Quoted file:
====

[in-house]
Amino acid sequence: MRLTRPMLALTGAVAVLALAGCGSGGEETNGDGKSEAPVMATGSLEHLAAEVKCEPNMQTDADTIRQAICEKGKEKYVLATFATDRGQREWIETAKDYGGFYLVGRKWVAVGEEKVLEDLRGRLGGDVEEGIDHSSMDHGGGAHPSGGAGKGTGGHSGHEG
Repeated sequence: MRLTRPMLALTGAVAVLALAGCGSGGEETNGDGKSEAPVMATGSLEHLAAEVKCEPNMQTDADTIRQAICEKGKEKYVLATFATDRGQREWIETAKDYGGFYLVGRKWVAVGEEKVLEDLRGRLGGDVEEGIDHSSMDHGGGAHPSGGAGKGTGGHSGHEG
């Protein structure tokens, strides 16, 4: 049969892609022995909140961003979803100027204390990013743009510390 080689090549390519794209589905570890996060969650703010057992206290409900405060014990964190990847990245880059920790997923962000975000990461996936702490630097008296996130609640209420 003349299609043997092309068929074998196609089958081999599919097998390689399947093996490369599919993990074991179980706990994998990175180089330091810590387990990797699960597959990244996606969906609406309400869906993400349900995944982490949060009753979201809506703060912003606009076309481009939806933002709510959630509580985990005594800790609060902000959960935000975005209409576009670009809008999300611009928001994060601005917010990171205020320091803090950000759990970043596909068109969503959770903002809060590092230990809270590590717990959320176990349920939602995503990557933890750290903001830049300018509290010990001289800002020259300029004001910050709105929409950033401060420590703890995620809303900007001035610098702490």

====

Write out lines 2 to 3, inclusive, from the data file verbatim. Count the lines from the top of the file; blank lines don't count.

Amino acid sequence: MRLTRPMLALTGAVAVLALAGCGSGGEETNGDGKSEAPVMATGSLEHLAAEVKCEPNMQTDADTIRQAICEKGKEKYVLATFATDRGQREWIETAKDYGGFYLVGRKWVAVGEEKVLEDLRGRLGGDVEEGIDHSSMDHGGGAHPSGGAGKGTGGHSGHEG
Repeated sequence: MRLTRPMLALTGAVAVLALAGCGSGGEETNGDGKSEAPVMATGSLEHLAAEVKCEPNMQTDADTIRQAICEKGKEKYVLATFATDRGQREWIETAKDYGGFYLVGRKWVAVGEEKVLEDLRGRLGGDVEEGIDHSSMDHGGGAHPSGGAGKGTGGHSGHEG